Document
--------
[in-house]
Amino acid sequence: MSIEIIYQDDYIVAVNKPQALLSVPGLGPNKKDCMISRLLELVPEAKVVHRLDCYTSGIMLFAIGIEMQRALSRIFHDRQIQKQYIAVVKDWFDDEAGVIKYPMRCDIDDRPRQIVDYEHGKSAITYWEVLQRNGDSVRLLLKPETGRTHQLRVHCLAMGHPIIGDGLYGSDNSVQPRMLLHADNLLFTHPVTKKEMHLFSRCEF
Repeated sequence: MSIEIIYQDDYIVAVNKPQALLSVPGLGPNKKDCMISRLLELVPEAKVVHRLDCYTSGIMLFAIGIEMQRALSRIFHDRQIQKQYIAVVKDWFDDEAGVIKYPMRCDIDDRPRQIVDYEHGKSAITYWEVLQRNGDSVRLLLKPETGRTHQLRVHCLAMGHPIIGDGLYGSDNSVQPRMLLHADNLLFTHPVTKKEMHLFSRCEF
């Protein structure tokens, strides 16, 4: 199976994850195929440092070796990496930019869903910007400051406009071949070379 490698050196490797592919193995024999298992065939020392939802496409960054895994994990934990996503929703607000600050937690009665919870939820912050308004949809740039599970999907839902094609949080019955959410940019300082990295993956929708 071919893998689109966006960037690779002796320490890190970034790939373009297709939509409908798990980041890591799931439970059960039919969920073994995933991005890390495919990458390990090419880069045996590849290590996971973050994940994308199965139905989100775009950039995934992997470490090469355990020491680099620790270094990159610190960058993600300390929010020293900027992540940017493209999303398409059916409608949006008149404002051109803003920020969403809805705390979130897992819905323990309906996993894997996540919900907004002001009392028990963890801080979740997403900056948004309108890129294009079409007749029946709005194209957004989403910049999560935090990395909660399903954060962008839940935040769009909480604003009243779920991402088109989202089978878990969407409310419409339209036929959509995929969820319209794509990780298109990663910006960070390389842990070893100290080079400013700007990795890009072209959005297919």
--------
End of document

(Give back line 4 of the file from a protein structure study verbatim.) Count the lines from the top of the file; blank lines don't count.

């Protein structure tokens, strides 16, 4: 199976994850195929440092070796990496930019869903910007400051406009071949070379 490698050196490797592919193995024999298992065939020392939802496409960054895994994990934990996503929703607000600050937690009665919870939820912050308004949809740039599970999907839902094609949080019955959410940019300082990295993956929708 071919893998689109966006960037690779002796320490890190970034790939373009297709939509409908798990980041890591799931439970059960039919969920073994995933991005890390495919990458390990090419880069045996590849290590996971973050994940994308199965139905989100775009950039995934992997470490090469355990020491680099620790270094990159610190960058993600300390929010020293900027992540940017493209999303398409059916409608949006008149404002051109803003920020969403809805705390979130897992819905323990309906996993894997996540919900907004002001009392028990963890801080979740997403900056948004309108890129294009079409007749029946709005194209957004989403910049999560935090990395909660399903954060962008839940935040769009909480604003009243779920991402088109989202089978878990969407409310419409339209036929959509995929969820319209794509990780298109990663910006960070390389842990070893100290080079400013700007990795890009072209959005297919």